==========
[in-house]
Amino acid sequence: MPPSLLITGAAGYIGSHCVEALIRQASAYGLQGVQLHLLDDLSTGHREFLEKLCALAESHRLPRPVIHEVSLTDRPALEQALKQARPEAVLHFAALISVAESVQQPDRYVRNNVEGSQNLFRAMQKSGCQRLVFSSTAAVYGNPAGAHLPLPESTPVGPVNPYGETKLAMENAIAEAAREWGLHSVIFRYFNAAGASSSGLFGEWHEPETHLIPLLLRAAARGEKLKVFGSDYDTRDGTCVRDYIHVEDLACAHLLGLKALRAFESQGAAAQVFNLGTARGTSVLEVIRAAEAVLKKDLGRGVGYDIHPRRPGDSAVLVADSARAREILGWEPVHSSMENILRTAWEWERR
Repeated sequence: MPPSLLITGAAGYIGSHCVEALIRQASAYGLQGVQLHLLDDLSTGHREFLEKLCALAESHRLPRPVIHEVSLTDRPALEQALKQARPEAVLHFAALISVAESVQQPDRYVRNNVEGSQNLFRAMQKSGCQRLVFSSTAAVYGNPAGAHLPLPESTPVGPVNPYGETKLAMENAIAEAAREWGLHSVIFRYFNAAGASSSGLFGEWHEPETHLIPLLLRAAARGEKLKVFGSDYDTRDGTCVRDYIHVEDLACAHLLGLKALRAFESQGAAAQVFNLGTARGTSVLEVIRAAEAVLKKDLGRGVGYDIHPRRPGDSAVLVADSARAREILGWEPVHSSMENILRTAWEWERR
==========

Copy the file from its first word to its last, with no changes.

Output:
[in-house]
Amino acid sequence: MPPSLLITGAAGYIGSHCVEALIRQASAYGLQGVQLHLLDDLSTGHREFLEKLCALAESHRLPRPVIHEVSLTDRPALEQALKQARPEAVLHFAALISVAESVQQPDRYVRNNVEGSQNLFRAMQKSGCQRLVFSSTAAVYGNPAGAHLPLPESTPVGPVNPYGETKLAMENAIAEAAREWGLHSVIFRYFNAAGASSSGLFGEWHEPETHLIPLLLRAAARGEKLKVFGSDYDTRDGTCVRDYIHVEDLACAHLLGLKALRAFESQGAAAQVFNLGTARGTSVLEVIRAAEAVLKKDLGRGVGYDIHPRRPGDSAVLVADSARAREILGWEPVHSSMENILRTAWEWERR
Repeated sequence: MPPSLLITGAAGYIGSHCVEALIRQASAYGLQGVQLHLLDDLSTGHREFLEKLCALAESHRLPRPVIHEVSLTDRPALEQALKQARPEAVLHFAALISVAESVQQPDRYVRNNVEGSQNLFRAMQKSGCQRLVFSSTAAVYGNPAGAHLPLPESTPVGPVNPYGETKLAMENAIAEAAREWGLHSVIFRYFNAAGASSSGLFGEWHEPETHLIPLLLRAAARGEKLKVFGSDYDTRDGTCVRDYIHVEDLACAHLLGLKALRAFESQGAAAQVFNLGTARGTSVLEVIRAAEAVLKKDLGRGVGYDIHPRRPGDSAVLVADSARAREILGWEPVHSSMENILRTAWEWERR